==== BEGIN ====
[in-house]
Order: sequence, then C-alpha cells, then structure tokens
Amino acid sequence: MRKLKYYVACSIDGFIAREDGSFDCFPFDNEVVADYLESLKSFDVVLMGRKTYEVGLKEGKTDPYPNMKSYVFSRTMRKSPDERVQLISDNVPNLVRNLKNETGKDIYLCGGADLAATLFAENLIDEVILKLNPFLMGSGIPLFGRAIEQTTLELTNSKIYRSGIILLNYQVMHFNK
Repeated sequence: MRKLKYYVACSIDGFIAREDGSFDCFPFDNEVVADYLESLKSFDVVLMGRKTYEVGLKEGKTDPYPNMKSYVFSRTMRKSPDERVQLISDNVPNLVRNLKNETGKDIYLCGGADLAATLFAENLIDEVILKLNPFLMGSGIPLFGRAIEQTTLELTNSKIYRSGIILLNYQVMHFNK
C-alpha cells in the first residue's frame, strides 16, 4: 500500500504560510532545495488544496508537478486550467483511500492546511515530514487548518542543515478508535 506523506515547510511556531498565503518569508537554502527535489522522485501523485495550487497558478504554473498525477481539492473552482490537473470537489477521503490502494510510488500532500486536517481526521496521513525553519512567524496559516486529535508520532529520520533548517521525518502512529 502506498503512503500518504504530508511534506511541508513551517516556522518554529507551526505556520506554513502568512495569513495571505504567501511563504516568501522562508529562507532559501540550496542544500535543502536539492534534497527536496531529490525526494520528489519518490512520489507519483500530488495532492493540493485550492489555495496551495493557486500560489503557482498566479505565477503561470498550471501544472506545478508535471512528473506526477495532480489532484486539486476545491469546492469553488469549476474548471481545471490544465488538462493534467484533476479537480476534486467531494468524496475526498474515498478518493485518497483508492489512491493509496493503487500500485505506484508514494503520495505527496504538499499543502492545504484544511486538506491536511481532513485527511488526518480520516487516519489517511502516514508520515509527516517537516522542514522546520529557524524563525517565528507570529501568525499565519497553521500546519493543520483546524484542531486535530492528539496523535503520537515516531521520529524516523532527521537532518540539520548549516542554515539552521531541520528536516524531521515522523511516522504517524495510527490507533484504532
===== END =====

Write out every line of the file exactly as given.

[in-house]
Order: sequence, then C-alpha cells, then structure tokens
Amino acid sequence: MRKLKYYVACSIDGFIAREDGSFDCFPFDNEVVADYLESLKSFDVVLMGRKTYEVGLKEGKTDPYPNMKSYVFSRTMRKSPDERVQLISDNVPNLVRNLKNETGKDIYLCGGADLAATLFAENLIDEVILKLNPFLMGSGIPLFGRAIEQTTLELTNSKIYRSGIILLNYQVMHFNK
Repeated sequence: MRKLKYYVACSIDGFIAREDGSFDCFPFDNEVVADYLESLKSFDVVLMGRKTYEVGLKEGKTDPYPNMKSYVFSRTMRKSPDERVQLISDNVPNLVRNLKNETGKDIYLCGGADLAATLFAENLIDEVILKLNPFLMGSGIPLFGRAIEQTTLELTNSKIYRSGIILLNYQVMHFNK
C-alpha cells in the first residue's frame, strides 16, 4: 500500500504560510532545495488544496508537478486550467483511500492546511515530514487548518542543515478508535 506523506515547510511556531498565503518569508537554502527535489522522485501523485495550487497558478504554473498525477481539492473552482490537473470537489477521503490502494510510488500532500486536517481526521496521513525553519512567524496559516486529535508520532529520520533548517521525518502512529 502506498503512503500518504504530508511534506511541508513551517516556522518554529507551526505556520506554513502568512495569513495571505504567501511563504516568501522562508529562507532559501540550496542544500535543502536539492534534497527536496531529490525526494520528489519518490512520489507519483500530488495532492493540493485550492489555495496551495493557486500560489503557482498566479505565477503561470498550471501544472506545478508535471512528473506526477495532480489532484486539486476545491469546492469553488469549476474548471481545471490544465488538462493534467484533476479537480476534486467531494468524496475526498474515498478518493485518497483508492489512491493509496493503487500500485505506484508514494503520495505527496504538499499543502492545504484544511486538506491536511481532513485527511488526518480520516487516519489517511502516514508520515509527516517537516522542514522546520529557524524563525517565528507570529501568525499565519497553521500546519493543520483546524484542531486535530492528539496523535503520537515516531521520529524516523532527521537532518540539520548549516542554515539552521531541520528536516524531521515522523511516522504517524495510527490507533484504532